Humans have to live with a sense of imperfection.
Sometimes we think that our eyes are too big, our jaw line too low, our noses too small, or our hair is too curly to comb. But those things we consider imperfect are what makes us, ‘us’. Usually only we complain about such small details that we see as huge flaws, and not other people who directly look at us in everyday life.
We also sometimes think that we always fail in finding love, or we our cooking tastes just a tad too salty, or our paintings couldn’t capture the mood we aim to encapsulate. We are too quick in concluding our failure as flaws. Driven by the thought that there are people out there that do the same things, but with better outcomes, we fall into desperation.
As the insecure beings we are, we sometimes over think about such small problems and create large ones inside our heads instead. These fears of being imperfect would slowly become larger and larger, and we would never be brave in the face of it. When we lose to it, we lose ourselves. Slowly our grip on reality loosens and we start to question. ‘Why?’.
If, unlike me, you’ve never felt a strong feeling of desperation because of sleepless nights filled with over thinking and long empty stares at the ceiling, then congratulations. You’ve not lost your self to the pressure of perfection, of meeting your own expectations of yourselves. If you have, do know that the source of that desperation is you.
All the wants of being spotless, perfect, and without flaw, they all come from inside of you. The concept of an improved reality developed inside of your mind. And I don’t blame you for that.
At the start of humanity, early humans had to have an ambition to have a shelter from rain or a will to hunt to survive. We needed to imagine good scenarios to have the will to bring it into reality. That imagination of good outcomes were both good and necessary.
But the thing is our world right now is in fact far different than their world around them, and we face far more complex problems than they ever did, but our minds and theirs are not that different. We still do conjure up scenarios with good outcomes, but what we conjure up are more of a satisfying thought than a necessary element of survival. We often think of things working out well, for example in pursuing love, but without the awareness of our capabilities. As we fail to realize what we thought of, we also start to become frustrated. Our ancestors were frustrated because it would mean the chances of them surviving would become smaller, but we are frustrated because of our failure to achieve something satisfying.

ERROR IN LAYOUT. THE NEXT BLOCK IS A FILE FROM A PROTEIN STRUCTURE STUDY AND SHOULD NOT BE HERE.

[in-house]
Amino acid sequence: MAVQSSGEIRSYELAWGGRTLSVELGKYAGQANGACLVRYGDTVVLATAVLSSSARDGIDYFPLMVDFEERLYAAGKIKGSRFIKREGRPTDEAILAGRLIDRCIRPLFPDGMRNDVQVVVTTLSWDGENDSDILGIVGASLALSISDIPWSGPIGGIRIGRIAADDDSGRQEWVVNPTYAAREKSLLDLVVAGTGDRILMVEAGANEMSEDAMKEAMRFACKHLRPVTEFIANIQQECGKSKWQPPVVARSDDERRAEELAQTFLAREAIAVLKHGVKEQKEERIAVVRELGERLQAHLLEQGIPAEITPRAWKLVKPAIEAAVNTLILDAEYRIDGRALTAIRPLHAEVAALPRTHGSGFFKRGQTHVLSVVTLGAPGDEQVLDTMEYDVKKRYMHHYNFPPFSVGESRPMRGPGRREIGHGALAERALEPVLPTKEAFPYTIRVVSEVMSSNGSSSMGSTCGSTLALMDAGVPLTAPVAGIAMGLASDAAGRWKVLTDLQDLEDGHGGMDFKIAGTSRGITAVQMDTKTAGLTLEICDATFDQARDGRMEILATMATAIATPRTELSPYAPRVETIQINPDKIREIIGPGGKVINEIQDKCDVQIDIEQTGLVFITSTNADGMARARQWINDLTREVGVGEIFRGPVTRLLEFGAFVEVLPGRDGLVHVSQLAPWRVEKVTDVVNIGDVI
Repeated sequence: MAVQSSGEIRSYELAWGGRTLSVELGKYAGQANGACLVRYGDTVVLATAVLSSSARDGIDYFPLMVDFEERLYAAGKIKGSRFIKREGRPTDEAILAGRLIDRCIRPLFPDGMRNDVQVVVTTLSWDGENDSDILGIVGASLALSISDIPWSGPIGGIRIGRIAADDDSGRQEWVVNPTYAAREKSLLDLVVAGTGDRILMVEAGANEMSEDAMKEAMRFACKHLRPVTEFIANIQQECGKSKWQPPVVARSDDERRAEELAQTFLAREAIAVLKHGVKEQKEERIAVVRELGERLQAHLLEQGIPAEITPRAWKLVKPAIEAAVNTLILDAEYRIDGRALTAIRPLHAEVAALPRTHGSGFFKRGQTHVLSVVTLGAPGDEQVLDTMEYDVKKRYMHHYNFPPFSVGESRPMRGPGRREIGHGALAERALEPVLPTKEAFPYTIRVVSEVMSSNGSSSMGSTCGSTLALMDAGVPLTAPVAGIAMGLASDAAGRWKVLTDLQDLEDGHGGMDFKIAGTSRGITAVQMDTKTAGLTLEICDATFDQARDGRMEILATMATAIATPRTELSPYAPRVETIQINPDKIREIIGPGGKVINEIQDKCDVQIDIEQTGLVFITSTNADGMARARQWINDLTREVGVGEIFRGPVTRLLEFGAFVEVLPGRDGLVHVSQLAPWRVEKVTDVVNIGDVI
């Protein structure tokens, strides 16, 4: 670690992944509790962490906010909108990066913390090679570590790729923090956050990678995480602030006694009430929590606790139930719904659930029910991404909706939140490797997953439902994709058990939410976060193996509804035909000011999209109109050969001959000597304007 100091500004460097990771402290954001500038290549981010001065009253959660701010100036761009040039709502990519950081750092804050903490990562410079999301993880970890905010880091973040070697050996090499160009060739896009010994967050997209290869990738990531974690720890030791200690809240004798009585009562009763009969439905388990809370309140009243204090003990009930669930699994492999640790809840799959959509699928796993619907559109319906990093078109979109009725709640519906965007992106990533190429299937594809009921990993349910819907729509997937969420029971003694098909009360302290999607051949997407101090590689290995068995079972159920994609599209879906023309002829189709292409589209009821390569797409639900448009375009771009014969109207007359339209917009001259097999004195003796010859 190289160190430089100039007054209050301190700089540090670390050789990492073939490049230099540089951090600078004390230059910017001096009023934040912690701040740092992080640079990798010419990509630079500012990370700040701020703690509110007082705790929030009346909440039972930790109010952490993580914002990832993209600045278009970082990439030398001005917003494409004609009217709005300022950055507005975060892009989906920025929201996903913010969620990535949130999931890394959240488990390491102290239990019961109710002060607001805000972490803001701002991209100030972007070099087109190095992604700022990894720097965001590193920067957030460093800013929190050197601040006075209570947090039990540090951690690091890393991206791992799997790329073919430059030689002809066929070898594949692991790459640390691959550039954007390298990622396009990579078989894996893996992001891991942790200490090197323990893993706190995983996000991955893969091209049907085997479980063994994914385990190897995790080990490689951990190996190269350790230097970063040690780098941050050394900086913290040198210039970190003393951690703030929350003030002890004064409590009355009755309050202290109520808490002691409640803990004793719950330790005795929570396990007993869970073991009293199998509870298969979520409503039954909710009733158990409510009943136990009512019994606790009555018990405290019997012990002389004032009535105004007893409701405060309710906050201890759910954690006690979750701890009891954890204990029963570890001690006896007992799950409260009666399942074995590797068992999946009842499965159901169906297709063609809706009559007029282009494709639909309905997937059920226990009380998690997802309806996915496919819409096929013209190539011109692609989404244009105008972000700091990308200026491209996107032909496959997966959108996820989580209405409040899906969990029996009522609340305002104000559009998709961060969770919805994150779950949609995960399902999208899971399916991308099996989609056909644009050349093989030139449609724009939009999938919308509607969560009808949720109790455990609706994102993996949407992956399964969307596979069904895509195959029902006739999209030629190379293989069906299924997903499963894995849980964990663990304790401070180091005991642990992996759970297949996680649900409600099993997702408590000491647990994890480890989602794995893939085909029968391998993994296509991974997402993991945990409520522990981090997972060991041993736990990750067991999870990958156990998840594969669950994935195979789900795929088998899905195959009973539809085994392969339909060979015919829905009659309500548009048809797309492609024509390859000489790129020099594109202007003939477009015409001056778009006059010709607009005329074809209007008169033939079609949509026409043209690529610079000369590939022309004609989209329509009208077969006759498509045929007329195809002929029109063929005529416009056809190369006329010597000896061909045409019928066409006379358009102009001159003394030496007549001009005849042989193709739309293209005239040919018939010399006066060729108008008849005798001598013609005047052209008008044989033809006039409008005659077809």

Knowing ourselves would greatly relieve ourselves from such improbable thoughts. By taking a step back from reality and reflecting on our life, we would discover an awareness of the self. And when we are aware of who and what we are, we start to see the extent of our capabilities. We could then start to realize what we could and could not do, at least for now. The future holds many more things, as we grow and improve as humans.
Going back to the feeling of imperfection, I feel that we do need to realize one thing. We humans are not perfect, and never will be. But understanding what we could do, and what we could not (for the time being), would greatly benefit us. It saves us from the pain of depression because we think we’re failures, and at the same time strengthens our concepts of reality. By being aware of who we are, we are less likely to fall into a false sense of consciousness of what we could and couldn’t achieve. Finally, making peace with imperfection would make us realize one thing: we are only human, we have our boundaries, and we could learn to overcome them.